When talking about America’s successes under the prior administration, there is always a “but” that accompanies any Obama nod of approval of this now-defunction WOT. But it’s even more interesting that this Commander in Chief only evokes the int’l NATO effort (the “not America’s war” slogan he’s taken on) only in context of his own reign of power for political convenience.
Afghanistan was always a int’l coalition/NATO effort. And in fact, NATO began taking charge of the security of Afghanistan early after our initial arrival, and had complete control of all territories by summer of 2006. Yet, in Obama’s somewhat self-serving vision, it’s “not just America’s war” today, but back then it’s all America’s war and fault.
You simply cannot have it both ways. It’s been NATO then, and NATO now. But this fact is left out as yet another “me” moment… a way to elevate and redeem himself in front of the military he commands.
Point two… AQ and the Taliban did not suddenly immigate to Pakistan after the US/NATO war. The Taliban was created by Bhutto’s Pakistan regime, and the Taliban/AQ and similar minded extremists in Pakistan shared common goals and battles… despite what name they called themselves that day. The fact that Obama knows little of the history of Islamic jihad movements in this region of the world is embarrassing enough. For him to tout this ignorance to the world… most better educated than the POTUS himself to history… is nothing short of breathtaking naivety. To assume that jihad presence in either Afghanistan or Pakistan commenced with the US/NATO presence in that region is akin to modern astronomers insisting the earth is the center of the universe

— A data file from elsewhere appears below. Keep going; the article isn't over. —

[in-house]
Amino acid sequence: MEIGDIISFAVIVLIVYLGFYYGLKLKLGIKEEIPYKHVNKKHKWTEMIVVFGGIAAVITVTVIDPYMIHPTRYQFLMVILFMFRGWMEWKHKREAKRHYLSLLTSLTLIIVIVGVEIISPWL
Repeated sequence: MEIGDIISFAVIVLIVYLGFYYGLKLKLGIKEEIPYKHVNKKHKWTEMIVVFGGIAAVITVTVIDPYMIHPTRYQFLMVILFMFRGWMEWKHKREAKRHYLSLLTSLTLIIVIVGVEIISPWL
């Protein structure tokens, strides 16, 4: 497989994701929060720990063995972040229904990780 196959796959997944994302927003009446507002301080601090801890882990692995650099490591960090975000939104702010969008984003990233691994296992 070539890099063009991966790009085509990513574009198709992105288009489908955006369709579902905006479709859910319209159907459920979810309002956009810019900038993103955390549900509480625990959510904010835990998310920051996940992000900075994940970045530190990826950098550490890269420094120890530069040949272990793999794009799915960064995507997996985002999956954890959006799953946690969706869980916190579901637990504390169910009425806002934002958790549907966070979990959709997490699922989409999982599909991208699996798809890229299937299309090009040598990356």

Point three… Obama is not some magic man coming to the rescue with the troops for Afghanistan. This increased troop request has been considered and debated since it started back in 2006. And, in fact, it was a bone of contention to increase the US footprint of the NATO mission instead of demanding that the NATO allies step up their own support. This was the quest of both Bush… who did add more troops (much to the chagrin of Obama and ilk)… and McCain. Both of then advocated holding NATO’s feet to the fire while keeping a watchful eye on the theatre’s events.